JOURNALIST: But the same scheme? But Victoria would probably contribute less?
ANDREWS: Correct. The way four year olds work is ten hours from us, five hours from the Commonwealth. Whilst we welcome an extension of just one year from the Federal Government, one year is not enough. We need to plan for the future, we need to build for the future. We need to give these dedicated staff that are here with us here today and so many hundreds of thousands more the sense of certainty and security that we value their work, we value the skills that they embed and the life opportunities that they fundamentally underpin, so a partnership is always best, and that's what we are very hopeful for. That's a matter for the Australian people and indeed the Victorian community, but these are the positive plans that will be central to the choice that Victorians make on 24 November.
JOURNALIST: Do you think it's feasible to have a similar participation rate for three year old as you have at four year old currently?
ANDREWS: I think it is if you do the hard work. So we are rolling this out in a number of regional Local Government Areas and I think you've got the list. That's principally because they've got the classroom space to be able to do it. That's in 2021 and 2022 - by 2022, every single three year old across Victoria will have access to at least five hours and then we will progressively add to go to ten and fifteen so that roughly all 80,000 three year olds in any given year will be able to get those fifteen precious hours of learning to give them every chance at the best start in life and to help household budgets.
JOURNALIST: What's the saving for parents who were going to have to pay for it otherwise?
ANDREWS: $3,500. It's about $5,000 at the moment if you can find someone in your local area. If you are in that hard-working family with jobs, you're in that part of the cohort, then you're talking about a roughly $3,500 discount.
SHORTEN: Can I just add to the question about, is it feasible. I don't know if Australian parents realise, but in other countries around the world they are already doing what we're talking about. The reality is that only 57 per cent of our three year olds are in any form of long day care or preschool, when it's actual particular preschool, it's only 15 per cent. But the OECD average for three year olds is 78 per cent. The reality is that France has been doing this for 30 years, New Zealand adopted this in 2007, the UK has already adopted this too, Norway, Ireland. Australian parents are getting shortchanged by the lack of vision in early childhood education from the Liberals in Canberra.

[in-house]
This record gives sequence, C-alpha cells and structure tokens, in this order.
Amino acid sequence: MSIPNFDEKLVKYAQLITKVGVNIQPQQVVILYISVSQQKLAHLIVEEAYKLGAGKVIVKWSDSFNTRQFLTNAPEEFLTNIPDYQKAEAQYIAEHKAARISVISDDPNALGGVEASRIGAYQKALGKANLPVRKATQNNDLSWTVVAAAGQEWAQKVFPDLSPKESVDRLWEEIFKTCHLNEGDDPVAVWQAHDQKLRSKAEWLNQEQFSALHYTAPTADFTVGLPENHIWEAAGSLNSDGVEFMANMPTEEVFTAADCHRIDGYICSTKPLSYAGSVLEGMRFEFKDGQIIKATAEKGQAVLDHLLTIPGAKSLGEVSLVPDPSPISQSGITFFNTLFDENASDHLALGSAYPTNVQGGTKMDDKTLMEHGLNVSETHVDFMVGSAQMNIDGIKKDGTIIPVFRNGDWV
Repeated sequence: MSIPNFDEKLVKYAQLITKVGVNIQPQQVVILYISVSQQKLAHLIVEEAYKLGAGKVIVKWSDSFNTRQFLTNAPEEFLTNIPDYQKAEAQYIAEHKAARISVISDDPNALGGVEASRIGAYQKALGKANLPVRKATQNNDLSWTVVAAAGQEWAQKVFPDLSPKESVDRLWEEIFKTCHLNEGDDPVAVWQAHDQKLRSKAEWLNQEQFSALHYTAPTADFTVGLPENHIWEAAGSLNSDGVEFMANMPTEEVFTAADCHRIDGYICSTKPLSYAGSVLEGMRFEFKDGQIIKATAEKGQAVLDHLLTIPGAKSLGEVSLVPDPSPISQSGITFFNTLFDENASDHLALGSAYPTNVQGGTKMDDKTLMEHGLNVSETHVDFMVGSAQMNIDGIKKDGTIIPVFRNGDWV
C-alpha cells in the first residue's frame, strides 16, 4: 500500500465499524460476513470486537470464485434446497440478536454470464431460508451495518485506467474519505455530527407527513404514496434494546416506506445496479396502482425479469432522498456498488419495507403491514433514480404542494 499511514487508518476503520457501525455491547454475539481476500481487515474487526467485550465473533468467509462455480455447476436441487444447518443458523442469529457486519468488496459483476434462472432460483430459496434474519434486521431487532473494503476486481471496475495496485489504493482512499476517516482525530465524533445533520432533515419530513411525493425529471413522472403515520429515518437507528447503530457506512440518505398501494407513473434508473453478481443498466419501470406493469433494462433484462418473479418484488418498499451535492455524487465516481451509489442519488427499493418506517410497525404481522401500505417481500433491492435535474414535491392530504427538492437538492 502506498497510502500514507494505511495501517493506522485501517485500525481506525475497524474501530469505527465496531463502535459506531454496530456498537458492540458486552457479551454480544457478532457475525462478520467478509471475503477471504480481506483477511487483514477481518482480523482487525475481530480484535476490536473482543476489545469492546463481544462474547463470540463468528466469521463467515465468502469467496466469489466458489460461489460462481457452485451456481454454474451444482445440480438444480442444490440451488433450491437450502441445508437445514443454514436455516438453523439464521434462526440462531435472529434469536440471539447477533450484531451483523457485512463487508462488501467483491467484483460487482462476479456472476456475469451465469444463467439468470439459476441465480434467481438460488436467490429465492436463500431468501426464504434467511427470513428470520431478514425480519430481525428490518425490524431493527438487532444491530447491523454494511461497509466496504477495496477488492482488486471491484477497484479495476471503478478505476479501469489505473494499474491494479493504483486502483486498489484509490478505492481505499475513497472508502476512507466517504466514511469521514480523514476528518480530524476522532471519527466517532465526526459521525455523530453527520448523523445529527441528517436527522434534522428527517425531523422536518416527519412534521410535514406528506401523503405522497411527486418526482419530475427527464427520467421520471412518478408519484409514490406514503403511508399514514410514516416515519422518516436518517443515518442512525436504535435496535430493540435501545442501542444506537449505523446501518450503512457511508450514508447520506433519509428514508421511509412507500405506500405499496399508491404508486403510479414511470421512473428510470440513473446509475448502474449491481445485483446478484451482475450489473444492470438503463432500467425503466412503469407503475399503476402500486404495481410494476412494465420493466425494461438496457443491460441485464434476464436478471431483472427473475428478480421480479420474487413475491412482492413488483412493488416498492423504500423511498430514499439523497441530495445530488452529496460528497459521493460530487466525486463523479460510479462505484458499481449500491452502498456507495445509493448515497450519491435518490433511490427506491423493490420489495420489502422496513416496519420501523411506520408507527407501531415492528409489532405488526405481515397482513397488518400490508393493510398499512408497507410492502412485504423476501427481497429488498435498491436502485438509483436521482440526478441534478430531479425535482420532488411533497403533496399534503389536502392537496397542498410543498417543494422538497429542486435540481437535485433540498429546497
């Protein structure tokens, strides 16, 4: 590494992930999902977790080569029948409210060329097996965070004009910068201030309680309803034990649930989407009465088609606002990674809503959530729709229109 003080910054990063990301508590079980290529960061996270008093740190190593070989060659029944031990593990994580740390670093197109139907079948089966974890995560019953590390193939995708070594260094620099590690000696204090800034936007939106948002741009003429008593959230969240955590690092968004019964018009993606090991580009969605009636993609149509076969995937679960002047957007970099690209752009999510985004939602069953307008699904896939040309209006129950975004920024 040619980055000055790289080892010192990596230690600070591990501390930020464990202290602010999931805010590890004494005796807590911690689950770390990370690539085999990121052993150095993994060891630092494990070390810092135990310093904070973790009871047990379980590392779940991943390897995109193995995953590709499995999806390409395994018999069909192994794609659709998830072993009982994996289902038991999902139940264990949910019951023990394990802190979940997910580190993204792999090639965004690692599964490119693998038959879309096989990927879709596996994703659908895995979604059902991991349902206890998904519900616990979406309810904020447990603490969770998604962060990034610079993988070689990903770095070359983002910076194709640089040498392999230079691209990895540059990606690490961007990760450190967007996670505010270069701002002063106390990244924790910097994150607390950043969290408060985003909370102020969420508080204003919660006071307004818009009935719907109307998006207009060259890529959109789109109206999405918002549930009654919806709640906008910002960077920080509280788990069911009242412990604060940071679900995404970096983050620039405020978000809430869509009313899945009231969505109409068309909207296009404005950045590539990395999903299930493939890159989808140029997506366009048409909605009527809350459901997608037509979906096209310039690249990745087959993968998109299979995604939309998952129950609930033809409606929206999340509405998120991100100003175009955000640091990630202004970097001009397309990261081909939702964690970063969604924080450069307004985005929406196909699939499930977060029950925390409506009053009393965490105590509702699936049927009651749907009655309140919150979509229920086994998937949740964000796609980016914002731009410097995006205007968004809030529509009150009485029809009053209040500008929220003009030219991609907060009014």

There was also the point which was made about partnership. I think it is a shame that Treasurer Morrison, now Prime Minister Morrison, has only said there would be one more year of funding for four year old preschool, so there is actually two debates going on. You've got Labor's plan, the vision for the next generation. We're not only going to fund four year old preschool because of our economic reforms, we're going to fund three year old preschool.
But Morrison and his team won't even commit to more than one year funding for four year olds. It's not good enough. I don't expect the Liberals to do everything that we're going to do in preschool because that's just not their priority, but they should at least guarantee the future of four year old preschool funding full stop. It shouldn't be a political football.
JOURNALIST: Premier, where do you find $5 billion?
ANDREWS: All of our commitments will be detailed for you to see before 24 November. We've got a very strong budget, we're running strong surpluses, the real question here is, can Victoria and can Australia afford not to do this. These are not costs, these are profound investments in giving every child every chance at the best start in life and helping families with household budgets that are under very real pressure. This is a really important reform, I think we rank in the OECD, 24 out of 26. I think the World Bank did a study recently, there's 11 countries out of 200 that have such poor investment. We can do much better than this and a Labor Government, if returned in Victoria and certainly in partnership with a Labor Government nationally, we'll get this job done.
JOURNALIST: You don't know where the money is going to come from or you're just not willing to say yet?
ANDREWS: All costed, all funded, and all will be put together for you, every single one of the announcements we make before November 24.